Foreign Minister Julie Bishop on Tuesday said Canberra was treating as genuine a call by the Islamic State group for Muslims to indiscriminately kill Australians, issued after anti-terrorism raids foiled an alleged abduction plot.
The militants on Monday released a statement urging the deaths of citizens of all countries taking part in the US-led coalition against the jihadists. Australia was mentioned, along with the United States, Canada and France.
Shortly after, an Algerian group linked to Islamic State claimed the kidnapping of a French national and threatened to kill him within 24 hours unless Paris halts air strikes in Iraq.
Bishop told national radio that Australia was clearly a target, just hours before the US and Arab allies unleashed bombs and Tomahawk cruise missiles on IS targets in eastern Syria.
"Our agencies are treating this threat as genuine and it`s quite apparent that ISIL (Islamic State of Iraq and the Levant) is prepared to take on anyone who doesn`t share its views," she said.
"So we are a threat, not because of what we`re prepared to do to combat ISIL but because of who we are.
"ISIL is killing Shia, Sunni, Kurds, Christians; they`re killing aid workers, journalists," Bishop added from New York, where she is attending UN meetings.
"So no-one is safe in their presence. That`s why we`re so committed to containing and degrading and destroying ISIL as far as we can in cooperation with other countries."
The threat against the coalition members came just days after anti-terrorism raids in Sydney and Brisbane sought to disrupt an alleged plot by IS supporters to abduct and behead a member of the public.
Prime Minister Tony Abbott told parliament on Tuesday that Australian citizens should not be cowed by the threats.
"Everything we do at home and abroad is directed against terrorism, not religion and I urge Australians to go about their normal lives because the whole point of terrorism is to prevent us from being ourselves," he said.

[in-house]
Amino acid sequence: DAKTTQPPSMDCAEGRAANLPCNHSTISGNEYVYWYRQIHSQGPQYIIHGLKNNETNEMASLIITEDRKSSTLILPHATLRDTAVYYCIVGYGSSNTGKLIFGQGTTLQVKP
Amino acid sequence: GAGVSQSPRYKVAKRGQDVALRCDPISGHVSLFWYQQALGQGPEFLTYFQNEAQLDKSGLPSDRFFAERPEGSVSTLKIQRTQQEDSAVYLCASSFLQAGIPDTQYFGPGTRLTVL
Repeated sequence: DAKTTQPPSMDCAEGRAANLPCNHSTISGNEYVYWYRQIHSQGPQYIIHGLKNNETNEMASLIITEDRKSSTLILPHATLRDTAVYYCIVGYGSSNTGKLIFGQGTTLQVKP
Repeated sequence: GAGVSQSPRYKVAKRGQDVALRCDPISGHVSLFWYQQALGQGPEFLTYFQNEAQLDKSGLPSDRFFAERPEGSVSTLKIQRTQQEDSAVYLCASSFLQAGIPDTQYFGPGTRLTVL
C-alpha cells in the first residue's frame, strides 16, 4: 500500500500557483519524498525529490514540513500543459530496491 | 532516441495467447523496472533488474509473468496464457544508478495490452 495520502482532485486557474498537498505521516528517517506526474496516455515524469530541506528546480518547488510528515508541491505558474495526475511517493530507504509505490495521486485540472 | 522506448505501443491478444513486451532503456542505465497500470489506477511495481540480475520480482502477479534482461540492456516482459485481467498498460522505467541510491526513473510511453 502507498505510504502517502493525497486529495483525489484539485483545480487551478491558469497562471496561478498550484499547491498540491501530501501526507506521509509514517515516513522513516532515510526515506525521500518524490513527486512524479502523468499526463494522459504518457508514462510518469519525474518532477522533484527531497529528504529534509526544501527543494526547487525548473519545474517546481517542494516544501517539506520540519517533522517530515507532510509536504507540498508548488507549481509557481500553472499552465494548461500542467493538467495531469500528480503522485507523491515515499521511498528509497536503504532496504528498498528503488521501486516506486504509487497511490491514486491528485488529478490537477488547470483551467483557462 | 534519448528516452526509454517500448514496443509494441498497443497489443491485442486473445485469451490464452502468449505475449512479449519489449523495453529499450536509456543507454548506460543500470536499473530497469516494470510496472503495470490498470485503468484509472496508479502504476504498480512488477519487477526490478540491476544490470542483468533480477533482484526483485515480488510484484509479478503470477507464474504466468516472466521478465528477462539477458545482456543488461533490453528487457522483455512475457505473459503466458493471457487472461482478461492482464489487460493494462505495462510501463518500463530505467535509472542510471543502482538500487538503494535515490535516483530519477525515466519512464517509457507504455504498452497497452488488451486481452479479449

Australia has deployed 600 troops to the United Arab Emirates to join the international coalition gearing up for a campaign to eradicate the jihadists.
It is also sending eight RAAF F/A18 combat aircraft, with Defence Minister David Johnston saying in Baghdad late Monday that they had been deployed "to participate in a US-led coalition in delivering air strikes".
So far, Australia has only been involved in dropping humanitarian and military aid to Iraqis under siege. It has repeatedly ruled out any intervention on the ground.
Bishop said she held meetings on Monday with Arab League nations and that they were committed to supporting Baghdad in its battle against the jihadists, who have declared a "caliphate" straddling Iraq and Syria.
"There is universal condemnation of ISIL and there is a universal commitment to working in cooperation to stop this threat from spreading beyond the Middle East and most certainly containing and destroying it in Iraq and Syria," she said.
The Australian government believes up to 60 Australians are fighting alongside IS jihadists, while another 100 are actively working to support the movement at home.
It has sparked fears that they could return to carry out attacks, with the government tightening its counter-terrorism laws.
"I want to make it absolutely crystal clear again that fighting with a terrorist group is a serious crime under Australian law," Abbott told parliament Tuesday.
He added that "if you fight with a terrorist group, if you seek to return to this country, as far as this government is concerned, you will be arrested, you will be prosecuted and you will be jailed for a very long time indeed".